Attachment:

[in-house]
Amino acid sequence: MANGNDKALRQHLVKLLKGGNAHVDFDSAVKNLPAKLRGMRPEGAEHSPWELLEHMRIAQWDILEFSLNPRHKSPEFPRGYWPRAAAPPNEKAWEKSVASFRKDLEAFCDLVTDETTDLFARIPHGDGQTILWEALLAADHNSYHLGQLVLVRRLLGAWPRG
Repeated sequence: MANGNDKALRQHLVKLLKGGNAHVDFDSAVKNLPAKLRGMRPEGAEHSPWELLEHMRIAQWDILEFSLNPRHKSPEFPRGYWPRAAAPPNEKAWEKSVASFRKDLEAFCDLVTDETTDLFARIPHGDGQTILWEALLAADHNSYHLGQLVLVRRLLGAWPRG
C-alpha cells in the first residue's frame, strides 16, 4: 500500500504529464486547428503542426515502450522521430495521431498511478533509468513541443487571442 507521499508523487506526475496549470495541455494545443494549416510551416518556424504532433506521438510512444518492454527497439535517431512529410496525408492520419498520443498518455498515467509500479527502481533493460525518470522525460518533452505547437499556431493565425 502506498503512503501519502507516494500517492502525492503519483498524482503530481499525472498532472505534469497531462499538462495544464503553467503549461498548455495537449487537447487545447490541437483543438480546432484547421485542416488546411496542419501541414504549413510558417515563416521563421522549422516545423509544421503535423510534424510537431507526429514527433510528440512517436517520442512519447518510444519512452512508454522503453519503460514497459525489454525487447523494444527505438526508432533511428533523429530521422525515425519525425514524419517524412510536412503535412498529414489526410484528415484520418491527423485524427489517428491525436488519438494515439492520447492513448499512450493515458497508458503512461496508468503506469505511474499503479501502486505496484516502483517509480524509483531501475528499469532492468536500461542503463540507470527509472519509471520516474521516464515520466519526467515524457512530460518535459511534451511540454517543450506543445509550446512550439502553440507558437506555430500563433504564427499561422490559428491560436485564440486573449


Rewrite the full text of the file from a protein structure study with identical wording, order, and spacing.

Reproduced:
[in-house]
Amino acid sequence: MANGNDKALRQHLVKLLKGGNAHVDFDSAVKNLPAKLRGMRPEGAEHSPWELLEHMRIAQWDILEFSLNPRHKSPEFPRGYWPRAAAPPNEKAWEKSVASFRKDLEAFCDLVTDETTDLFARIPHGDGQTILWEALLAADHNSYHLGQLVLVRRLLGAWPRG
Repeated sequence: MANGNDKALRQHLVKLLKGGNAHVDFDSAVKNLPAKLRGMRPEGAEHSPWELLEHMRIAQWDILEFSLNPRHKSPEFPRGYWPRAAAPPNEKAWEKSVASFRKDLEAFCDLVTDETTDLFARIPHGDGQTILWEALLAADHNSYHLGQLVLVRRLLGAWPRG
C-alpha cells in the first residue's frame, strides 16, 4: 500500500504529464486547428503542426515502450522521430495521431498511478533509468513541443487571442 507521499508523487506526475496549470495541455494545443494549416510551416518556424504532433506521438510512444518492454527497439535517431512529410496525408492520419498520443498518455498515467509500479527502481533493460525518470522525460518533452505547437499556431493565425 502506498503512503501519502507516494500517492502525492503519483498524482503530481499525472498532472505534469497531462499538462495544464503553467503549461498548455495537449487537447487545447490541437483543438480546432484547421485542416488546411496542419501541414504549413510558417515563416521563421522549422516545423509544421503535423510534424510537431507526429514527433510528440512517436517520442512519447518510444519512452512508454522503453519503460514497459525489454525487447523494444527505438526508432533511428533523429530521422525515425519525425514524419517524412510536412503535412498529414489526410484528415484520418491527423485524427489517428491525436488519438494515439492520447492513448499512450493515458497508458503512461496508468503506469505511474499503479501502486505496484516502483517509480524509483531501475528499469532492468536500461542503463540507470527509472519509471520516474521516464515520466519526467515524457512530460518535459511534451511540454517543450506543445509550446512550439502553440507558437506555430500563433504564427499561422490559428491560436485564440486573449